Secondly, how many of these cuts are just being put in place now in order for Dave the Lad to come up with packages of benefits/tax cuts etc just prior to the next election?

    I am not a Tory supporter - neither am I a Labour supporter, far from it. However, I am a deeply suspicious voter, wondering just how far Dave n Nick are taking us in.
  12. Looks to me like a load of slanted rowlocks. Analysis of historical debt figures conveniently ignore the fact that, historically, we had colossal government expenditure on the Boer War/WW1/WW2/Korea/the Fleet/the colonies/national infrastructure projects/state industrial support/etc. These days we have record levels of debt and tax with practically nothing to show for it. E.g. In the county where I live, every single road of every classification need rebuilding or resurfacing, and yet there is no money to do this. c.£350 bn (and rising) spent per year on health & welfare is absolutely bleeding the country to death.....
  13. Biped

    Biped LE Book Reviewer

    Basically, we are paying out well over £30,000,000,000 every year to money lenders. That £30,000,000,000+ per annum is paid for in taxes. All the financial organisations that lend money are telling the UK and various other countries to get their houses in order, or the interest rates on the huge sums we've borrowed will go up - this being from well of £30 billion per annum, to potentially well over £40 billion.

    We spend as much every year putting profits in the pockets of money lenders as we do on national defence, er, actually, no we don't, since the budget round, we spend more on money lenders.

    Forget the silly 'can we afford it or not as a country' questions, or even trying to compare it to times when we had to give up our empire and lose our place in the world because we lost all our money during and after a world war - jesus, what a ******* comparison to make, have a think about whether some university boffin is qualified to wipe his own arrse, let alone make a judgement on the UK's finances when he's trying to tell us that £37,000,000,000 of money the government takes out of our pockets in taxes are well spent on paying money lenders.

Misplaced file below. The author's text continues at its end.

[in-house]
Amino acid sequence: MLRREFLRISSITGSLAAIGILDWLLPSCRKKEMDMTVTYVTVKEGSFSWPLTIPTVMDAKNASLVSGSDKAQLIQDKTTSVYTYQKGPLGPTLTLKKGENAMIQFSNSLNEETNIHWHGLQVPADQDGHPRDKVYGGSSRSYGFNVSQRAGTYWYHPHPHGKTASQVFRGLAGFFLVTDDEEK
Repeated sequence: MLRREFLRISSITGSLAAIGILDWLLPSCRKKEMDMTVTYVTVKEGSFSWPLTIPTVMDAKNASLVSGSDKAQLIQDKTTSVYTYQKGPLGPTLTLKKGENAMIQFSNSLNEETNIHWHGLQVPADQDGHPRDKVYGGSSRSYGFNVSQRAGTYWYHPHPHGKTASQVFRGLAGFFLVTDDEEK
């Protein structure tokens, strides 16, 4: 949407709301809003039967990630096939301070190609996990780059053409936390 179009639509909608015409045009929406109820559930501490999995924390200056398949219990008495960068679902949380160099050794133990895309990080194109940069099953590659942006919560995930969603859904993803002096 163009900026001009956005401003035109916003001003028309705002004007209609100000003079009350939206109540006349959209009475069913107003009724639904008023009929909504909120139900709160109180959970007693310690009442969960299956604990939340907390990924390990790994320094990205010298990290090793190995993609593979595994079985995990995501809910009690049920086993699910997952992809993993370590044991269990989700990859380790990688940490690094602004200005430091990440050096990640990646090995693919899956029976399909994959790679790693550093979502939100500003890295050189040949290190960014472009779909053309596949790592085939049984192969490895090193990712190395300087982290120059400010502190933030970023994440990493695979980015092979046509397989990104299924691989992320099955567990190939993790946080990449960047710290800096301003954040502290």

Yes, we absolutely have to reduce the national debt, and to nothing at all. Yes, we absolutely must have our government account healthily in the black. It's not doing China any harm is it? After all, it's buying or already owns half of the world, including most of the US national debt, and much of Europes.
  14. Whatever did the Romans do for us?

    Welfare State, NATO membership, Universal Healthcare, Social Reforms, Educational Reforms, Employment Reform, Inequality Reforms (ala gender/pay differentials), Expanded Middle Class... I could go on... I will: 6th highest GDP, Rebuilt Economy Post-Empire, Expanded Home Ownership, Low Unemployment, Long-term Low Interests, Longest Period of Peace in Europe, Increased Standard of Living, Highest Level of Life Expectancy in Our History, 4th Highest PPP...

    Spiritually... well, another story... poverty, justice for the bottom rungs is woeful...
  15. And you can read it all in the Daily Mail.